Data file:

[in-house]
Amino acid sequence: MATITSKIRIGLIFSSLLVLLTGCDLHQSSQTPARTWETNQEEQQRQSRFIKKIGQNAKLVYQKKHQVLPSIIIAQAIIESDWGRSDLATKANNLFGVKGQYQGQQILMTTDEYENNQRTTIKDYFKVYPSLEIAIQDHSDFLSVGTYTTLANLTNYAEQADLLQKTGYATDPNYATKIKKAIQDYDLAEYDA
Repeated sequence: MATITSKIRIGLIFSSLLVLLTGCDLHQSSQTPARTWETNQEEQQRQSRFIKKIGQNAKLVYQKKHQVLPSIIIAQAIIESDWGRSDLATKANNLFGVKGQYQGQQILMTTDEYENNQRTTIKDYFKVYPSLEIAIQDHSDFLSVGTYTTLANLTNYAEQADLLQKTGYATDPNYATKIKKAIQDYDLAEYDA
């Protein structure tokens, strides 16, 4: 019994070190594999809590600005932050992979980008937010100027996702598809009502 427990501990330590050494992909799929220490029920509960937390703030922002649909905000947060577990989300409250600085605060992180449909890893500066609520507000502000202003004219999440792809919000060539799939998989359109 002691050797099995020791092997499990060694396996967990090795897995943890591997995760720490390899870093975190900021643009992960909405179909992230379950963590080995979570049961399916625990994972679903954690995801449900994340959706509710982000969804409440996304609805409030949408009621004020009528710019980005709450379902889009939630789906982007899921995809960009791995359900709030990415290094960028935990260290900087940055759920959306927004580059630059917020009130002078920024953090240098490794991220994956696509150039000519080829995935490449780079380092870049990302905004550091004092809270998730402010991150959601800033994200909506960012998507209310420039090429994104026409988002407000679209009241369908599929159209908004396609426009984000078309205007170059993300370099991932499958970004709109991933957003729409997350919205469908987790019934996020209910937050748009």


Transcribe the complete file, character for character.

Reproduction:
[in-house]
Amino acid sequence: MATITSKIRIGLIFSSLLVLLTGCDLHQSSQTPARTWETNQEEQQRQSRFIKKIGQNAKLVYQKKHQVLPSIIIAQAIIESDWGRSDLATKANNLFGVKGQYQGQQILMTTDEYENNQRTTIKDYFKVYPSLEIAIQDHSDFLSVGTYTTLANLTNYAEQADLLQKTGYATDPNYATKIKKAIQDYDLAEYDA
Repeated sequence: MATITSKIRIGLIFSSLLVLLTGCDLHQSSQTPARTWETNQEEQQRQSRFIKKIGQNAKLVYQKKHQVLPSIIIAQAIIESDWGRSDLATKANNLFGVKGQYQGQQILMTTDEYENNQRTTIKDYFKVYPSLEIAIQDHSDFLSVGTYTTLANLTNYAEQADLLQKTGYATDPNYATKIKKAIQDYDLAEYDA
């Protein structure tokens, strides 16, 4: 019994070190594999809590600005932050992979980008937010100027996702598809009502 427990501990330590050494992909799929220490029920509960937390703030922002649909905000947060577990989300409250600085605060992180449909890893500066609520507000502000202003004219999440792809919000060539799939998989359109 002691050797099995020791092997499990060694396996967990090795897995943890591997995760720490390899870093975190900021643009992960909405179909992230379950963590080995979570049961399916625990994972679903954690995801449900994340959706509710982000969804409440996304609805409030949408009621004020009528710019980005709450379902889009939630789906982007899921995809960009791995359900709030990415290094960028935990260290900087940055759920959306927004580059630059917020009130002078920024953090240098490794991220994956696509150039000519080829995935490449780079380092870049990302905004550091004092809270998730402010991150959601800033994200909506960012998507209310420039090429994104026409988002407000679209009241369908599929159209908004396609426009984000078309205007170059993300370099991932499958970004709109991933957003729409997350919205469908987790019934996020209910937050748009």